Wes Rishel

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Wes Rishel
VP Distinguished Analyst
12 years at Gartner
45 years IT industry

Wes Rishel is a vice president and distinguished analyst in Gartner's healthcare provider research practice. He covers electronic medical records, interoperability, health information exchanges and the underlying technologies of healthcare IT, including application integration and standards. Read Full Bio

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Hey Washington Post, Part 2

by Wes Rishel  |  March 29, 2009  |  1 Comment

In Hey, Washington Post, Wake Up! I mentioned several well-reasoned, informed replies to the recent Washington Post note decrying EHRs. I don’t begrudge the Post its need to publish material that grabs attention and runs counter to the thinking of the Administration. I do fault it for ignoring informed responses. I therefore asked the authors to let me publish their letters in my blog so they would at least be on the Internet.

Another thoughful letter directly from the Washington, DC area. Peter Basch, MD, FACP, is an internist in DC is an early adopter of electronic health records and ePrescribing.  He is has a wealth of experience in this area. Peter

  • is the Medical Director for Ambulatory Clinical Systems at MedStar Health, an eight hospital not-for-profit health system in the region where he provides clinical leadership for the MedStar ambulatory EHR implementation. 
  • served as the chairman of the recently concluded Maryland Task Force on EHRs.  
  • is a board member of the eHealth Initiative
  • is a member of the American College of Physicians’ Medical Informatics Subcommittee and also represents the ACP at the Physicians’ EHR Coalition, serving as a member of its Executive Committee. 
  • received the HIMSS Physician IT Leadership Award for 2007.

Here is his letter to the Post.

As a practicing physician and early adopter of electronic health records (EHRs), I appreciate the cautionary statements made by Drs. Soumerai and Majumdar (“Bad Bet on Medical Records,” Tuesday, March 17th, 2009: A15) regarding the potential for harm from poor health IT implementations.  That is why health IT projects must be carefully planned and implemented; paying close attention to existing and new processes of care, as well as being vigilant for unintended consequences.  That said, Drs. Soumerai and Majumdar incorrectly conclude that now is not the time for the Obama administration to invest in health IT.  Their conclusions are based on a combination of outdated studies, and a misinterpretation of several current ones.

First of all, health IT is a very rapidly evolving field – and conclusions drawn from studies that are more than a few years old are really not germane today.  Specifically, outside of a few select institutions, the typical EHR of the early to mid part of this decade did not have the advanced features (clinical decision support) necessary to improve quality to a significant degree.  It should thus surprise no one that studies conducted during that period of time failed to show significant quality improvement.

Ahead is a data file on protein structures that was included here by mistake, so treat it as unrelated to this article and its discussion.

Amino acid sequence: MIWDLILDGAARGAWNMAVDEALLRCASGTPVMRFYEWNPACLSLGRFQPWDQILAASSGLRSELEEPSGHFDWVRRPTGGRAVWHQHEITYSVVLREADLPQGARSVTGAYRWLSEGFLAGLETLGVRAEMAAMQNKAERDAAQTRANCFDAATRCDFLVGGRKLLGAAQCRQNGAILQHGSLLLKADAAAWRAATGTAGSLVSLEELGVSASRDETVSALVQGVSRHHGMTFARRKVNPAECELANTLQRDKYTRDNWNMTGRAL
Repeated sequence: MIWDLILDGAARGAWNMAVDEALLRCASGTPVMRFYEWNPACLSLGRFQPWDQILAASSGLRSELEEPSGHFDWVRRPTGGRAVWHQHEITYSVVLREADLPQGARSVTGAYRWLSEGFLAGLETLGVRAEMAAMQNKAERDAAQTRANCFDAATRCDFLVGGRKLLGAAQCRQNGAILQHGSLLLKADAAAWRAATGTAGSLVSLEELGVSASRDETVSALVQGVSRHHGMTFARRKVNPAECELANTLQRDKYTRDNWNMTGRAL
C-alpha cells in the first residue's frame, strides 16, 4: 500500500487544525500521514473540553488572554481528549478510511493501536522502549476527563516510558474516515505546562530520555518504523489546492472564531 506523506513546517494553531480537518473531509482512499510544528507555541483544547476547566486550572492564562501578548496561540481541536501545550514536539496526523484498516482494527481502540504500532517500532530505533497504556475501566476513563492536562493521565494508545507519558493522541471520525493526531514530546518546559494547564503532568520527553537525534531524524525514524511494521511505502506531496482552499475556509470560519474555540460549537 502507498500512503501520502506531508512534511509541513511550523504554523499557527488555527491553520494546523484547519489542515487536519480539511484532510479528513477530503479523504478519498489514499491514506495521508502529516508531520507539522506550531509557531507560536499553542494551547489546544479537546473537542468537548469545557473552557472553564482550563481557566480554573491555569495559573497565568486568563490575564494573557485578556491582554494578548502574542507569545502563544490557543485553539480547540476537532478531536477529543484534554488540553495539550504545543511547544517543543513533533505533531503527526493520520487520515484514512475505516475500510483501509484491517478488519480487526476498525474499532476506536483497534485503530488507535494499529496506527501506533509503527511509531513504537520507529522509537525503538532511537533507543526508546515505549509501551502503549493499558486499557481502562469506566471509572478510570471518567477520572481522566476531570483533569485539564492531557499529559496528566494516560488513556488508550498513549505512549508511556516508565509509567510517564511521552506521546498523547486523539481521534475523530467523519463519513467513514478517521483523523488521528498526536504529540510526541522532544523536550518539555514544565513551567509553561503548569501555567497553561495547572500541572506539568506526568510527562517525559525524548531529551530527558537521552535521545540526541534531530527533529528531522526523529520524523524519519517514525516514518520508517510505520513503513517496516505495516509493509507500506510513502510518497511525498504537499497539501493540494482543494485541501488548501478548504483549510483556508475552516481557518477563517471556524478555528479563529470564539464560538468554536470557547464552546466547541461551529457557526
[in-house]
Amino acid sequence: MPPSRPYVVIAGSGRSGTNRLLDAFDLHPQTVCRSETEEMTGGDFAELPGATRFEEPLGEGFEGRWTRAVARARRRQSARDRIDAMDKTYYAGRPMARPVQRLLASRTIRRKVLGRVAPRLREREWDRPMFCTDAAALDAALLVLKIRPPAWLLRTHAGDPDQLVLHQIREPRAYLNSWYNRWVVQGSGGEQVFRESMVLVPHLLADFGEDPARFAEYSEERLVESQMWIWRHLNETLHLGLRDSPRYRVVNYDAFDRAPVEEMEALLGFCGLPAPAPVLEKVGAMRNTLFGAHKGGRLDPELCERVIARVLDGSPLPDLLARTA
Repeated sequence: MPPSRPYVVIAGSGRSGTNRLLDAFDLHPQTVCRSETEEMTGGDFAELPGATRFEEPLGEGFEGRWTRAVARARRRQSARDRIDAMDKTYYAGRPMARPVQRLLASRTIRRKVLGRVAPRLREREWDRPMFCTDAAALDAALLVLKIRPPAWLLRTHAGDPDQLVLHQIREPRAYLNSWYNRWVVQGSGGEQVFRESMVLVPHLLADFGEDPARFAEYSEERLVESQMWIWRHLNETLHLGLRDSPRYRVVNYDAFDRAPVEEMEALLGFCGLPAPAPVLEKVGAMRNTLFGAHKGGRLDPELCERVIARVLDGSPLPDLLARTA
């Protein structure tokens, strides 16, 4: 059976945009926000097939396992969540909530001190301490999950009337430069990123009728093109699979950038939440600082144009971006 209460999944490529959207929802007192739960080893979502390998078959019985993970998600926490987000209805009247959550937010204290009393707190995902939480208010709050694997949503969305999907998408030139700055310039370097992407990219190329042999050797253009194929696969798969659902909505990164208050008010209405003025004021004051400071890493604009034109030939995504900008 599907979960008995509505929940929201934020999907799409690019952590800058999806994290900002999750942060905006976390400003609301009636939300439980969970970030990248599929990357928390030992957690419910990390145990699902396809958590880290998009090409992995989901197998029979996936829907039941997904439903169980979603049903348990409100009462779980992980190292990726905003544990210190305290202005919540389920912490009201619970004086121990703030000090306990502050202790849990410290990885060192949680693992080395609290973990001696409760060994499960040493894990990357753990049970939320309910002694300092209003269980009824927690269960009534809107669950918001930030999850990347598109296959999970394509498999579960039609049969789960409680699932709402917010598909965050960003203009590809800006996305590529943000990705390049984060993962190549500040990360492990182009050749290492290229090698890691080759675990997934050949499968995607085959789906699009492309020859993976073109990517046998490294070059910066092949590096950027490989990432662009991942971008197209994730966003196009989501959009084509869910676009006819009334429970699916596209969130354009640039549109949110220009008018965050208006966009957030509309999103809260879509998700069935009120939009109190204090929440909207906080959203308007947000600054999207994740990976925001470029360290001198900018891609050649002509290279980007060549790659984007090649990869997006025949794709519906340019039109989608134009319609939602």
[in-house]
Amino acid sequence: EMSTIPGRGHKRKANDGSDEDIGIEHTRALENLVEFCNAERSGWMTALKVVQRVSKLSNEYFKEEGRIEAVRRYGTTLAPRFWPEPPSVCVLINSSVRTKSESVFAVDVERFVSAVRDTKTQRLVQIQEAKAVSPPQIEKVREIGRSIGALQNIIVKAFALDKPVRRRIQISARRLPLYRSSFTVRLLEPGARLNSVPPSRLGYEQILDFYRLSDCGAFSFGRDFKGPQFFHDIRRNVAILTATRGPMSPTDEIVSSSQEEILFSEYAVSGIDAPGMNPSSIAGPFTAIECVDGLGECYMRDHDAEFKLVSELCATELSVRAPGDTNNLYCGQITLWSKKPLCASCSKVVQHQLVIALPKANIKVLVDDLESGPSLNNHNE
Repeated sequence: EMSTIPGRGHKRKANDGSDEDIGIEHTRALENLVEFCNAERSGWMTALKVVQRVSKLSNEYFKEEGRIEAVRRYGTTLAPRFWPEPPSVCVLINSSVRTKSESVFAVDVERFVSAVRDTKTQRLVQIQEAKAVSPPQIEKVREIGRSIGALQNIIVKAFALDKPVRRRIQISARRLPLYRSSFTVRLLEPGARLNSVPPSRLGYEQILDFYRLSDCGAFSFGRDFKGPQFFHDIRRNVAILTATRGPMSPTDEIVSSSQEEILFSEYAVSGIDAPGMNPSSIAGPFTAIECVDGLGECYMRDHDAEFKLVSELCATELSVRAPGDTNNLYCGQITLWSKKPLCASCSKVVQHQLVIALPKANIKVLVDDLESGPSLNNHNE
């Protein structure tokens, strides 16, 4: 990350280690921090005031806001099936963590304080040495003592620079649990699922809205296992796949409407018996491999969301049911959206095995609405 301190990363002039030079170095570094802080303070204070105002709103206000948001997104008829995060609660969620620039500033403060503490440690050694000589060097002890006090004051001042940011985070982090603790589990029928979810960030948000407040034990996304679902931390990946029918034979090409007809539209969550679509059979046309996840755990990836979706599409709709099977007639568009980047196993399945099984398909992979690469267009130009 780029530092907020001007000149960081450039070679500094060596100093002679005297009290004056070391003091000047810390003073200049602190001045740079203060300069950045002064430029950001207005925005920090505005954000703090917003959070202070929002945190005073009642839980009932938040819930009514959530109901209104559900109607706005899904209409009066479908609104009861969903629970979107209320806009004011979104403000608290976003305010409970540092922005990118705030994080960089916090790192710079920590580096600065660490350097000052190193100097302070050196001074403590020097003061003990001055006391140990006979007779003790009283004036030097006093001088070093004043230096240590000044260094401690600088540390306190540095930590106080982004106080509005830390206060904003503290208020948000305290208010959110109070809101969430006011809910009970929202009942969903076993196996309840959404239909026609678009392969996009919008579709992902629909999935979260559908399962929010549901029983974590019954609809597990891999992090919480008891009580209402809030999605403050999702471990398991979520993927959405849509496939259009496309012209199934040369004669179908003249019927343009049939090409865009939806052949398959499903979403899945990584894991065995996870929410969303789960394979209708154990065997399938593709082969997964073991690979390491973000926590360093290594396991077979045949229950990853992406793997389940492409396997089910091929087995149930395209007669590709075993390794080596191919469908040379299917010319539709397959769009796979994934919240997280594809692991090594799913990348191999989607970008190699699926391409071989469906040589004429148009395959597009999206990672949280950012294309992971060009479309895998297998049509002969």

And more importantly, even where such features existed, they were almost certainly not fully used, causing some to incorrectly interpret that EHRs are not capable of enabling quality improvement.  The fault here is not with the health IT, but rather with how doctors are paid for their work.  Currently, physicians are paid for doing and not thinking, and volume of services rather than quality.  It is not surprising then that studies of EHRs used in these volume-driven settings of care tend to show a lack of significant public good; and studies conducted in settings where physicians are compensated for health information management and quality outcomes (such as community health centers) show just the opposite.  The key then to seeing consistent improvement in care is not to treat health IT as an end to itself, but rather as a supporting component to care delivery innovation.

Aside from enabling better quality, there are other tangible benefits to EHRs and health IT.  In our practices, for example, all prescriptions and renewals are always checked for drug-drug and drug-allergy interactions, and where possible, are sent electronically to drug stores.   Handouts are easily created for patients; containing instructions, lab orders, and a legible and easily understandable medication list.  Most of our patients feel that their care is better and safer, because of the EHR.

And while good EHRs are already on a trajectory to get better, the stimulus bill will hasten this improvement, as it targets the majority of its dollars not on health IT adoption, but on how health IT is used to make care better.  This is both the right time and the right way to help transition our health care into the 21st century.  This is not a bet on EHRs; this is money wisely invested in our future.  

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1 response so far ↓

  • 1 Mark Frisse   April 10, 2009 at 8:20 am

    Wes,

    There are so many reasons now for adopting EHR, but how does one reconcile a national approach with the diversity of culture and readiness (not to be confused with an unwarranted variation in care delivery.)

    So much depends on “reasonable use.” I hope you will post your personal views – or some framework for considering that issue – on your blog. Thanks as always for your insights